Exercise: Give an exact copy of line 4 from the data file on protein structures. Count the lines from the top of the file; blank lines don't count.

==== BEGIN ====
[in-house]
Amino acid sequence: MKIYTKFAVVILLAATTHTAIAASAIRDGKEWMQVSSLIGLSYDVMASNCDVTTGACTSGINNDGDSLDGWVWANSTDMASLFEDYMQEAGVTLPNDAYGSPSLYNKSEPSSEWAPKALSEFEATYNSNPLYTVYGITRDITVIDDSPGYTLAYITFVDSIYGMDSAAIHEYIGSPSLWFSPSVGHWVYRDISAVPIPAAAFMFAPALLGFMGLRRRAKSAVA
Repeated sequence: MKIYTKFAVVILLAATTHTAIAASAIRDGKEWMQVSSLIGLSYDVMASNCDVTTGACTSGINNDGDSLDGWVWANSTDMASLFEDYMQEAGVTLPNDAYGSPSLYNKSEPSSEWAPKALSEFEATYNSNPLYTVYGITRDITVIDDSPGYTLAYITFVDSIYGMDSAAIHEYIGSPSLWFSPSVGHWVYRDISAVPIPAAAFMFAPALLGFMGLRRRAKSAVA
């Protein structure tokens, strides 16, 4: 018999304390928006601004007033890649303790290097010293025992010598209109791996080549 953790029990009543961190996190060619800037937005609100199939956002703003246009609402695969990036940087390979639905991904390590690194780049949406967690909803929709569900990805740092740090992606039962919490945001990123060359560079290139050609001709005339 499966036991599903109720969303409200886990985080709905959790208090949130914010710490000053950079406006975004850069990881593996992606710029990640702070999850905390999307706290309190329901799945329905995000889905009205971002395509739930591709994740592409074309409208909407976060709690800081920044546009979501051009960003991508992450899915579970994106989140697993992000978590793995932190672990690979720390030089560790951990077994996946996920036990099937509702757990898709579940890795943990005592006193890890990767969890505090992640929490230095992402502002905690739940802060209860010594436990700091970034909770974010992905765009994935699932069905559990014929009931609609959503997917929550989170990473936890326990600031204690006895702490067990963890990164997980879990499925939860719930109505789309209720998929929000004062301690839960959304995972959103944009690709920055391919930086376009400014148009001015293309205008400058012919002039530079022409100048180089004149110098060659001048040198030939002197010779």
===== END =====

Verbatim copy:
């Protein structure tokens, strides 16, 4: 018999304390928006601004007033890649303790290097010293025992010598209109791996080549 953790029990009543961190996190060619800037937005609100199939956002703003246009609402695969990036940087390979639905991904390590690194780049949406967690909803929709569900990805740092740090992606039962919490945001990123060359560079290139050609001709005339 499966036991599903109720969303409200886990985080709905959790208090949130914010710490000053950079406006975004850069990881593996992606710029990640702070999850905390999307706290309190329901799945329905995000889905009205971002395509739930591709994740592409074309409208909407976060709690800081920044546009979501051009960003991508992450899915579970994106989140697993992000978590793995932190672990690979720390030089560790951990077994996946996920036990099937509702757990898709579940890795943990005592006193890890990767969890505090992640929490230095992402502002905690739940802060209860010594436990700091970034909770974010992905765009994935699932069905559990014929009931609609959503997917929550989170990473936890326990600031204690006895702490067990963890990164997980879990499925939860719930109505789309209720998929929000004062301690839960959304995972959103944009690709920055391919930086376009400014148009001015293309205008400058012919002039530079022409100048180089004149110098060659001048040198030939002197010779």